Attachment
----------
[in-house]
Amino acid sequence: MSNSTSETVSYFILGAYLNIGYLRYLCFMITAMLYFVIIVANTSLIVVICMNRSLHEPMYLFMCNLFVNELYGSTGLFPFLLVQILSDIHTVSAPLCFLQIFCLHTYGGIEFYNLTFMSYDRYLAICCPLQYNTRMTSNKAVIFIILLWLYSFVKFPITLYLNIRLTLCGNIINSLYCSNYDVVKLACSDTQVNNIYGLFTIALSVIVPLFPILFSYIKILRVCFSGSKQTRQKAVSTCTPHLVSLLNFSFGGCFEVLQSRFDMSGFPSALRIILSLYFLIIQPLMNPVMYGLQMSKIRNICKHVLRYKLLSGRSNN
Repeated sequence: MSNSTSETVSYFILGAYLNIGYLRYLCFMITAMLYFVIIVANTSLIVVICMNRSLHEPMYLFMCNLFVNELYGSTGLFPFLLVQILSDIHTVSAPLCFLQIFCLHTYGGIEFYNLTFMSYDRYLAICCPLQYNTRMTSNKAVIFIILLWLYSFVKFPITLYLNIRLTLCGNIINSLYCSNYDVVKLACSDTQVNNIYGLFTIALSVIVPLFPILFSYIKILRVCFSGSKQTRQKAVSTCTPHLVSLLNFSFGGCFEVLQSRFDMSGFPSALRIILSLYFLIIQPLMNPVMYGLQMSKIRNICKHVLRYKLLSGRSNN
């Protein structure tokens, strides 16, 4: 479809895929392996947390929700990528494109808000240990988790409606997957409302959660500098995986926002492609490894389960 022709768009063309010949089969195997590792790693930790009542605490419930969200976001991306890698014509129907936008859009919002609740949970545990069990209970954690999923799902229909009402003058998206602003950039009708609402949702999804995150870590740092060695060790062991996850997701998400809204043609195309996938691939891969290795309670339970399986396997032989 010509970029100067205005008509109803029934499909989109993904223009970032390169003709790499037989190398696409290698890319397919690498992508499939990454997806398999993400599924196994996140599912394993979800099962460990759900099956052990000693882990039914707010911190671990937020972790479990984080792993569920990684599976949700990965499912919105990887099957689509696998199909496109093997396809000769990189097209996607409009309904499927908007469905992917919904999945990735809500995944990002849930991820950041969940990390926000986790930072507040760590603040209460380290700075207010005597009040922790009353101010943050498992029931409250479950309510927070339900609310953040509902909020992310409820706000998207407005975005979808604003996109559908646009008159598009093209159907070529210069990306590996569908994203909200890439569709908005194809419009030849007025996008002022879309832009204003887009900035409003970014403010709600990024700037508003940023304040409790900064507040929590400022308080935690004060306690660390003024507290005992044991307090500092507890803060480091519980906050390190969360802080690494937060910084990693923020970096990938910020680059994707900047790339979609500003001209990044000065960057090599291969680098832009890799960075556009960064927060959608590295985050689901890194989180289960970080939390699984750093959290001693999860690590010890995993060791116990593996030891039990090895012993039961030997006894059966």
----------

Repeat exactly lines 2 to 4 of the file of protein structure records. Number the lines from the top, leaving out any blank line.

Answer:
Amino acid sequence: MSNSTSETVSYFILGAYLNIGYLRYLCFMITAMLYFVIIVANTSLIVVICMNRSLHEPMYLFMCNLFVNELYGSTGLFPFLLVQILSDIHTVSAPLCFLQIFCLHTYGGIEFYNLTFMSYDRYLAICCPLQYNTRMTSNKAVIFIILLWLYSFVKFPITLYLNIRLTLCGNIINSLYCSNYDVVKLACSDTQVNNIYGLFTIALSVIVPLFPILFSYIKILRVCFSGSKQTRQKAVSTCTPHLVSLLNFSFGGCFEVLQSRFDMSGFPSALRIILSLYFLIIQPLMNPVMYGLQMSKIRNICKHVLRYKLLSGRSNN
Repeated sequence: MSNSTSETVSYFILGAYLNIGYLRYLCFMITAMLYFVIIVANTSLIVVICMNRSLHEPMYLFMCNLFVNELYGSTGLFPFLLVQILSDIHTVSAPLCFLQIFCLHTYGGIEFYNLTFMSYDRYLAICCPLQYNTRMTSNKAVIFIILLWLYSFVKFPITLYLNIRLTLCGNIINSLYCSNYDVVKLACSDTQVNNIYGLFTIALSVIVPLFPILFSYIKILRVCFSGSKQTRQKAVSTCTPHLVSLLNFSFGGCFEVLQSRFDMSGFPSALRIILSLYFLIIQPLMNPVMYGLQMSKIRNICKHVLRYKLLSGRSNN
């Protein structure tokens, strides 16, 4: 479809895929392996947390929700990528494109808000240990988790409606997957409302959660500098995986926002492609490894389960 022709768009063309010949089969195997590792790693930790009542605490419930969200976001991306890698014509129907936008859009919002609740949970545990069990209970954690999923799902229909009402003058998206602003950039009708609402949702999804995150870590740092060695060790062991996850997701998400809204043609195309996938691939891969290795309670339970399986396997032989 010509970029100067205005008509109803029934499909989109993904223009970032390169003709790499037989190398696409290698890319397919690498992508499939990454997806398999993400599924196994996140599912394993979800099962460990759900099956052990000693882990039914707010911190671990937020972790479990984080792993569920990684599976949700990965499912919105990887099957689509696998199909496109093997396809000769990189097209996607409009309904499927908007469905992917919904999945990735809500995944990002849930991820950041969940990390926000986790930072507040760590603040209460380290700075207010005597009040922790009353101010943050498992029931409250479950309510927070339900609310953040509902909020992310409820706000998207407005975005979808604003996109559908646009008159598009093209159907070529210069990306590996569908994203909200890439569709908005194809419009030849007025996008002022879309832009204003887009900035409003970014403010709600990024700037508003940023304040409790900064507040929590400022308080935690004060306690660390003024507290005992044991307090500092507890803060480091519980906050390190969360802080690494937060910084990693923020970096990938910020680059994707900047790339979609500003001209990044000065960057090599291969680098832009890799960075556009960064927060959608590295985050689901890194989180289960970080939390699984750093959290001693999860690590010890995993060791116990593996030891039990090895012993039961030997006894059966």